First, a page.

Knowing how important early detection of retinoblastoma is around the world is a strong incentive for spreading awareness. Sandra Staffieri, Retinoblastoma Care Co-ordinator at the Royal Children’s Hospital, Melbourne, and Research Fellow at the Centre for Eye Research Australia knows only too well how dangerous late diagnosis can be for children with retinoblastoma in Oceania. She’s hopeful though that through awareness about glow detection a big difference can be made by providing simple information and she’s taking steps to make that idea a reality.
Earlier this year, as part of a two-day childhood cancer training workshop in Port Moresby, Papua New Guinea (PNG), Sandra gave a two-hour presentation to doctors and nurses who had traveled from various regions around PNG. Apart from providing them with information about retinoblastoma and early diagnosis, she distributed posters to them to display in their community centers, clinics, and hospitals. Sandra was beyond pleased with their interest and enthusiasm about sharing the health message upon their return. Even three chaplains who were in attendance were keen and excited to display posters in their churches and local shopping centers!
Thrilled to see she had such an attentive audience, Sandra was impressed with their questions and interest to ensure there was a logical pathway for referrals and care. Presenting alongside her colleagues from Australia at the International Society for Pediatric Oncology (SIOP) Oceania and Dr. Gwenda Anga, Paediatric Oncologist from the Port Moresby General Hospital, Sandra was reassured knowing that there exists a team of educated and excited health professionals ready to make a difference. Armed with the ability to evaluate children and help recognize the glow, leukocoria (white pupil), in young children in their community, it is Sandra’s hope that we are one step closer to earlier detection of blinding or life-threatening conditions such as retinoblastoma. Knowing that she can work with these people to change the trajectory for the diseases facing the children of tomorrow is inspiring.
KTG was happy to provide Sandra with the photos and images used for her posters and slideshow presentation. The attendees were encouraged to use the blank section of the posters to advise parents how to access screening or referral and to translate the phrase “Be wise, check their eyes” into the local regional dialects. The artwork provided to Sandra has since been provided to the private hospital, Pacific International Hospital, where more posters will be printed and distributed.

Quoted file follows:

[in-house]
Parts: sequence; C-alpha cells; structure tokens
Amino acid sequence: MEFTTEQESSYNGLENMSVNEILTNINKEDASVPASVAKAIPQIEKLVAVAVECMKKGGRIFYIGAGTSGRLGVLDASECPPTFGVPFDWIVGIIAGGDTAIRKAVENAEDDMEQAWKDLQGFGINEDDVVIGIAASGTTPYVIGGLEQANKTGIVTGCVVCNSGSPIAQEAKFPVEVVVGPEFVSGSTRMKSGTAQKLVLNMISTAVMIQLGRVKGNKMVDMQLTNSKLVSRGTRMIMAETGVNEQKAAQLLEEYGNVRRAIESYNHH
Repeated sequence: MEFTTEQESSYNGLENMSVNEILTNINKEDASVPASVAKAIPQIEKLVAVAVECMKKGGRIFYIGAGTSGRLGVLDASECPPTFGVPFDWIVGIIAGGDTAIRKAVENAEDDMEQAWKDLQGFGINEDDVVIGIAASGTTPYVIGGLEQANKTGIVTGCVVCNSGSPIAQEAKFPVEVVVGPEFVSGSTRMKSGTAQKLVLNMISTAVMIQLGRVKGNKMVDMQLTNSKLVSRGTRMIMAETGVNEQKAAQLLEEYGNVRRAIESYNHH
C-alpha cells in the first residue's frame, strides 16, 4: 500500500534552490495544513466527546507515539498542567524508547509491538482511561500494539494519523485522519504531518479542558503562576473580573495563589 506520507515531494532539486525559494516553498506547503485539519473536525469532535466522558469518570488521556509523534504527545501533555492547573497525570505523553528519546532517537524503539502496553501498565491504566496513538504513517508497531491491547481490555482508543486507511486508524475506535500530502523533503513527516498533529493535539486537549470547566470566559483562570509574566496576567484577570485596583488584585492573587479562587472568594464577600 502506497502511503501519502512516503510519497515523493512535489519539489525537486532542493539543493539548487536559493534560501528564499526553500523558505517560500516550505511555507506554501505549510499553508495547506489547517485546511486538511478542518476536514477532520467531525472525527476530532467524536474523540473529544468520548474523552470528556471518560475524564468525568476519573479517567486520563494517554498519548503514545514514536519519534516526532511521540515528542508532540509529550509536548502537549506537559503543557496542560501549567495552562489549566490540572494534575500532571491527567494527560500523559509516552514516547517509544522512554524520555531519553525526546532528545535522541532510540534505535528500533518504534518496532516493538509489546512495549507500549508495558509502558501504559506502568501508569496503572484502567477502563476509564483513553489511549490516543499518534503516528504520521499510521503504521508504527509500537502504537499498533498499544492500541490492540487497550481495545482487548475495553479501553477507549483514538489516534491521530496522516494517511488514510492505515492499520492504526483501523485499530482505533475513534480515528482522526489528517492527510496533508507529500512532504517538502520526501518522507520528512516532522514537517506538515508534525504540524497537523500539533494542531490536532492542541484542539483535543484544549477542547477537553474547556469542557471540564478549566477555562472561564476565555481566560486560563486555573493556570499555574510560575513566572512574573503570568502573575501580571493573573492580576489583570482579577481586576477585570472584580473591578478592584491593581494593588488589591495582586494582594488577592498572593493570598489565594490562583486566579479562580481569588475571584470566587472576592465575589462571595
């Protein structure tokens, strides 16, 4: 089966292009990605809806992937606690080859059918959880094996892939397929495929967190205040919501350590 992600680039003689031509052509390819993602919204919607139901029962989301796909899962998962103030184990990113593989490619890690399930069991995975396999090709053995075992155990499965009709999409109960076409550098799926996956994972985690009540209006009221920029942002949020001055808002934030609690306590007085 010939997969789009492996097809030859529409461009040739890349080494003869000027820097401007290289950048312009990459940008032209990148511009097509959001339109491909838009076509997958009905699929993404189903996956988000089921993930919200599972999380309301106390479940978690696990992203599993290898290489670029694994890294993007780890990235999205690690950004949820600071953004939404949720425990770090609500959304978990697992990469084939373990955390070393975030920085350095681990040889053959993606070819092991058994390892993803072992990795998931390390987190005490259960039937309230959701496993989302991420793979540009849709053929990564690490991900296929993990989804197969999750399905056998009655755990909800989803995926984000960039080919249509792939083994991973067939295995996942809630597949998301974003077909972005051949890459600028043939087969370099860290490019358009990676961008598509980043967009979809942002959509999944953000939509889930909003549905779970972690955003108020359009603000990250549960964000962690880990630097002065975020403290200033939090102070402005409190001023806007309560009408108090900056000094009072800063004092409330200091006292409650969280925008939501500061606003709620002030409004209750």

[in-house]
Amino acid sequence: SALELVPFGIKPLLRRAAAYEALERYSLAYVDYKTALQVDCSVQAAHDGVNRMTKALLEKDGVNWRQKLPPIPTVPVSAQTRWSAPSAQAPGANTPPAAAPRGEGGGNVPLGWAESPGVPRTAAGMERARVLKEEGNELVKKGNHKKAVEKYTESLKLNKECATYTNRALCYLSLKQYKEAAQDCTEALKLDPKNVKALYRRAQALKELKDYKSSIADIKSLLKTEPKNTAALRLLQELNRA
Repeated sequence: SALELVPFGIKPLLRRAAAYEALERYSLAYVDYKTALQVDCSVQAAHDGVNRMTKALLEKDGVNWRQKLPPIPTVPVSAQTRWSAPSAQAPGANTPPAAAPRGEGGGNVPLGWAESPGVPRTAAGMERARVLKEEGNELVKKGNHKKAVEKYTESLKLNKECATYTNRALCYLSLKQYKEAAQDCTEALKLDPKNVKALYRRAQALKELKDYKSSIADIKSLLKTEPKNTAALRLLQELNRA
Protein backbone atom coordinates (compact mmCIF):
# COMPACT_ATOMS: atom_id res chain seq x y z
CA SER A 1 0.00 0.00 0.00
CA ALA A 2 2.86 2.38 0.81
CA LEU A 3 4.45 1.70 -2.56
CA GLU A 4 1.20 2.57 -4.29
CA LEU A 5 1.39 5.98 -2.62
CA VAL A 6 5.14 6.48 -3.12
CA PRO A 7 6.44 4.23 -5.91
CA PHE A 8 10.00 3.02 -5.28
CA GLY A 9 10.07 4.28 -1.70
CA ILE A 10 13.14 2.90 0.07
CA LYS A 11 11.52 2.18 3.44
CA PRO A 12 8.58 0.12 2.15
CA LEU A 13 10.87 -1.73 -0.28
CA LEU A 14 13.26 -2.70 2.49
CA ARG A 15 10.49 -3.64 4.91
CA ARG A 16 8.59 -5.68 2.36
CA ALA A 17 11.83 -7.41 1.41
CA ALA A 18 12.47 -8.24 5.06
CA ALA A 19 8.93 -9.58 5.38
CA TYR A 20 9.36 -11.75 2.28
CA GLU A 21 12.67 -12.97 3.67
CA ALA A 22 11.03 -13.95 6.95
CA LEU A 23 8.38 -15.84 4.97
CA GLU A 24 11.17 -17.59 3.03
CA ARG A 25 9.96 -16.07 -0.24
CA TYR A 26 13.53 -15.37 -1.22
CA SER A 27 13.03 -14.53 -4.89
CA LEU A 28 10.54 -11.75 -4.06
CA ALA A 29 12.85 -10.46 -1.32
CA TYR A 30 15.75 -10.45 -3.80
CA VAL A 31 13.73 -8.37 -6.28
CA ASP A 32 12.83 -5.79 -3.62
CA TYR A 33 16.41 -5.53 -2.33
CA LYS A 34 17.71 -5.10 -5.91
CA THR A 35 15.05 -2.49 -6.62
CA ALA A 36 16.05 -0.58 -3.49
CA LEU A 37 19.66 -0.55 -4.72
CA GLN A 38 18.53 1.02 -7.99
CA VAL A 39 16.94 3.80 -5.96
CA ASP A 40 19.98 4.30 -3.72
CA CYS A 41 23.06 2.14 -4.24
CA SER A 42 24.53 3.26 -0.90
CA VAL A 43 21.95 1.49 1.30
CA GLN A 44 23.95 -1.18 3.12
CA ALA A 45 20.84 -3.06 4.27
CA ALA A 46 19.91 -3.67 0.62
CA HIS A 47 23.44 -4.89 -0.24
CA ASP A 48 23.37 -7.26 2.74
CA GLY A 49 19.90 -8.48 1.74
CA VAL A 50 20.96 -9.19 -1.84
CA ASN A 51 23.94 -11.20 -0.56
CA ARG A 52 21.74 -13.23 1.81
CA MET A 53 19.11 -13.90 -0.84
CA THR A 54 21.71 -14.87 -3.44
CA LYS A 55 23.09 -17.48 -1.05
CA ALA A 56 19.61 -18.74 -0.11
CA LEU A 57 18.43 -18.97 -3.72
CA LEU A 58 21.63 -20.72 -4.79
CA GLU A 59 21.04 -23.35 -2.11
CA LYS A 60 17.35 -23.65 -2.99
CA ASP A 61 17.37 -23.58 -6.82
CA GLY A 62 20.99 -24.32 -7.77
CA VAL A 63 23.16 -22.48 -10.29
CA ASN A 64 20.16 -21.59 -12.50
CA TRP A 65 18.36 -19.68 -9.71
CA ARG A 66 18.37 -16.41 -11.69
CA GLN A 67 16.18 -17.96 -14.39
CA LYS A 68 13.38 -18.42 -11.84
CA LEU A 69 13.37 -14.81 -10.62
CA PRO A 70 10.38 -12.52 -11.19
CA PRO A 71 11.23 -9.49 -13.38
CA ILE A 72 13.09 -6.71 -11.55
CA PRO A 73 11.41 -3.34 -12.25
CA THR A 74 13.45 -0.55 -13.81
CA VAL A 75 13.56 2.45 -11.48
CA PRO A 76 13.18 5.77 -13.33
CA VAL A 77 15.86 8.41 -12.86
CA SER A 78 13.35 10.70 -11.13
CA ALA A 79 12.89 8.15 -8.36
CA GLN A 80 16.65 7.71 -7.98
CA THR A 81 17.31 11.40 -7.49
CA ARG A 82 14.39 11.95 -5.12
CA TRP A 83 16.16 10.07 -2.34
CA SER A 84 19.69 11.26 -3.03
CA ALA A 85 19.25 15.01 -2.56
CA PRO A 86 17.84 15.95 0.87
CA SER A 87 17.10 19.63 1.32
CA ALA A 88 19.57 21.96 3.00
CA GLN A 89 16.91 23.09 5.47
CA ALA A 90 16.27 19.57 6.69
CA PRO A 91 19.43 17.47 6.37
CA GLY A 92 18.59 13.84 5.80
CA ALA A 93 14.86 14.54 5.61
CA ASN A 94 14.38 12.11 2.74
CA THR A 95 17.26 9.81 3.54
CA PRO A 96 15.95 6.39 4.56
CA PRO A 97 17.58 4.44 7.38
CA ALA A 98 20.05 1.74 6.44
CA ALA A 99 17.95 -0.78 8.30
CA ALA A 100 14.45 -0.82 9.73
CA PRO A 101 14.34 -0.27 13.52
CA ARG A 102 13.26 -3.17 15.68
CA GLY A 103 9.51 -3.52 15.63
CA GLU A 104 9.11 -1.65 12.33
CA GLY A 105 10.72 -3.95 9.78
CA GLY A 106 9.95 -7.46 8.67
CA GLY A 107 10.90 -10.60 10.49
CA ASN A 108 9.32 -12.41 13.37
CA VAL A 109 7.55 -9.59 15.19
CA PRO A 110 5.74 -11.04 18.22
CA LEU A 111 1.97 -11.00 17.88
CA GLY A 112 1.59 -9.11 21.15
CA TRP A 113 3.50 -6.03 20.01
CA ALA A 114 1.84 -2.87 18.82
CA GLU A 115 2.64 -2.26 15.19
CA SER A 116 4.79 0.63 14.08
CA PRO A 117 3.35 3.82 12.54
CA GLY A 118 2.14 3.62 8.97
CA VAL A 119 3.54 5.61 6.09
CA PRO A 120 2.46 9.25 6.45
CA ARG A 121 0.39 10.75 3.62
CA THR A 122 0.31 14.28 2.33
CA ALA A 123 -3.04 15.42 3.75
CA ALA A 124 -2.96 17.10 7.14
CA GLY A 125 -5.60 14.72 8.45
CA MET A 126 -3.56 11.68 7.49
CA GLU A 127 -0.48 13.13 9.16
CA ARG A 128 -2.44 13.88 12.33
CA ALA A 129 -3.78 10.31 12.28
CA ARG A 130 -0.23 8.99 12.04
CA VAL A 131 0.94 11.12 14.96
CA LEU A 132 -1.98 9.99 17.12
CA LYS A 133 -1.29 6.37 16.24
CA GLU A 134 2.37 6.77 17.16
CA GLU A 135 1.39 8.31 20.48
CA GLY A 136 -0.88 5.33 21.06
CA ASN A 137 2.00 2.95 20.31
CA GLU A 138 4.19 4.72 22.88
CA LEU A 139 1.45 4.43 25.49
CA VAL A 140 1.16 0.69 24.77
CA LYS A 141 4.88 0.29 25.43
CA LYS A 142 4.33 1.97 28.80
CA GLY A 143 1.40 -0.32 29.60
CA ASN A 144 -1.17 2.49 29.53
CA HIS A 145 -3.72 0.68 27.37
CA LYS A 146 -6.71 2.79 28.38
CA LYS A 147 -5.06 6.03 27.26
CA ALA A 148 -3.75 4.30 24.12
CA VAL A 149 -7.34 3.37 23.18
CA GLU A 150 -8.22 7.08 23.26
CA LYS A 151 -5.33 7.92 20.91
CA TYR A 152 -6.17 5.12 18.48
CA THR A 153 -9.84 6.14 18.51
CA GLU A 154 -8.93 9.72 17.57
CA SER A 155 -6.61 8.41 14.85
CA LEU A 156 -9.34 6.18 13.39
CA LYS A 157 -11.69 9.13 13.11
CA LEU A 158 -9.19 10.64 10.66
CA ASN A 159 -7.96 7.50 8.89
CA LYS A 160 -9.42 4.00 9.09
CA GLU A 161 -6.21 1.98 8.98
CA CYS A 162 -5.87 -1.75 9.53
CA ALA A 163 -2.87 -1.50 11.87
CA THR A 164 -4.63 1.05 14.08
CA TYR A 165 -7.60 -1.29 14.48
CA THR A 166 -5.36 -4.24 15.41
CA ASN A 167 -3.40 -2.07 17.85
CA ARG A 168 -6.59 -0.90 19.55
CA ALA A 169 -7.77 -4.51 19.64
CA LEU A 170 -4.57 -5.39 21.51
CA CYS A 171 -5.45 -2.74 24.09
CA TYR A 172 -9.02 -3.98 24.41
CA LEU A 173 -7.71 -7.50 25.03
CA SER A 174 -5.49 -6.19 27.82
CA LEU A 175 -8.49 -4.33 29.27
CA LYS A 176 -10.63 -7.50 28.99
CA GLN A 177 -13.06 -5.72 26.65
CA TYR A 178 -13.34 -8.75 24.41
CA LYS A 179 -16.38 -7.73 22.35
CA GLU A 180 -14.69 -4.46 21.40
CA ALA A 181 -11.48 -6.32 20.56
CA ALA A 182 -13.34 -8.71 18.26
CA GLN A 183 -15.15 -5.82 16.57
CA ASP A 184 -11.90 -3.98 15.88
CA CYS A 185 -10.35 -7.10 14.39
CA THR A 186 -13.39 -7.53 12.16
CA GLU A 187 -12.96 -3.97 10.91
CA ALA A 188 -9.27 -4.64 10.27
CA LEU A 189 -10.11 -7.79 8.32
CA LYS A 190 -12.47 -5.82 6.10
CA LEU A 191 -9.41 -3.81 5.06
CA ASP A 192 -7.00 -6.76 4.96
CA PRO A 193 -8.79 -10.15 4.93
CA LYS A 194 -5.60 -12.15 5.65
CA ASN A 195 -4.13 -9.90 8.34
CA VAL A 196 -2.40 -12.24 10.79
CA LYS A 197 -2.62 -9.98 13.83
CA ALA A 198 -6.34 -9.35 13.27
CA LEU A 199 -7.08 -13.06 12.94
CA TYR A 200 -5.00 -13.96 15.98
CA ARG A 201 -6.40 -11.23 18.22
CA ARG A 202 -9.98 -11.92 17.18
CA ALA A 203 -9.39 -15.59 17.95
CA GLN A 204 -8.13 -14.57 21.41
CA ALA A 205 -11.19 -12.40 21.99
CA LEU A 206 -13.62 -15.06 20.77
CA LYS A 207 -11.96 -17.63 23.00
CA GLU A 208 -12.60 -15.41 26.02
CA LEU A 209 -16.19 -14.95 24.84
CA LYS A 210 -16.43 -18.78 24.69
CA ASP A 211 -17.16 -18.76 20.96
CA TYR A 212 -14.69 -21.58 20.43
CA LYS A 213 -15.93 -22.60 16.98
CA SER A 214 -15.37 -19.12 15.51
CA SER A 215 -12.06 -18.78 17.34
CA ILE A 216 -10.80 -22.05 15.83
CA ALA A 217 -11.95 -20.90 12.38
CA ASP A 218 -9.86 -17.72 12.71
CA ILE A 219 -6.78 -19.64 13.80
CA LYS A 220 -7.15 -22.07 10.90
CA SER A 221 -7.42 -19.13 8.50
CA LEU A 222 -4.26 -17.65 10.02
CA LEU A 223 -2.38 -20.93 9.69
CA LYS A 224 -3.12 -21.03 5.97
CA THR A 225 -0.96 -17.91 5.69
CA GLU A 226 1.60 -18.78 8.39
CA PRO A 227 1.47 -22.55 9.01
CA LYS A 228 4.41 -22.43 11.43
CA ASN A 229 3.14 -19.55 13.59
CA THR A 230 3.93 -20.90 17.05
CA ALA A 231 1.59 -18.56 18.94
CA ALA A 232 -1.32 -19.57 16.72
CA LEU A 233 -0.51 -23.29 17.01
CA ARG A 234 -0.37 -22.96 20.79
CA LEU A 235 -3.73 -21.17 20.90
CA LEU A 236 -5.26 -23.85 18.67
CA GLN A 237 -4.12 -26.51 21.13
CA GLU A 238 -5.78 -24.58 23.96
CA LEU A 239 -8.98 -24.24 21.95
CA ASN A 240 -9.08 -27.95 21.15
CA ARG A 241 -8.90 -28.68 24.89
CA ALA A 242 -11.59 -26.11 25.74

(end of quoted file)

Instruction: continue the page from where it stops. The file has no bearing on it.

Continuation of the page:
During Sandra and the SIOP Oceania team’s visit to PNG, they attended rounds of the 12-bed children’s oncology ward led by Dr Gwenda Anga, paediatric oncologist, and her team at the Port Moresby General Hospital . There she visited 9 patients, two of whom were being treated for retinoblastoma.
Sadly, there are no ocular prosthetics (artificial eyes) available for children who have required enucleation (surgical removal of the eye) in PNG. During her visit, Sandra showed the team how to make fun patches for children who have had an enucleation and has also procured a supply of patches donated by the team at www.specklesforkids.com to send to the region.
Sandra was amazed to see how quickly drawing a smiley face on the patch she made brought a smile to a patient’s face on the ward who had been treated for retinoblastoma for many months. Even the nurses were impressed with how such a small gesture could make a huge difference for a child.
As part of the training and presentation that Sandra provided she also educated the team about the potential of using the ArcLight for community screening. The group was extremely receptive to the idea and hope to work together as a team later this year to focus on pediatric vision screening in a coordinated program that combines the instruction Sandra provided, the information from the KTG campaign, and the utility of the ArcLight as a screening tool. We will be excited to work alongside them to make that a reality!
Sandra Staffieri stands beside Dr Gwenda Anga Paediatric Oncologist Port Moresby General Hospital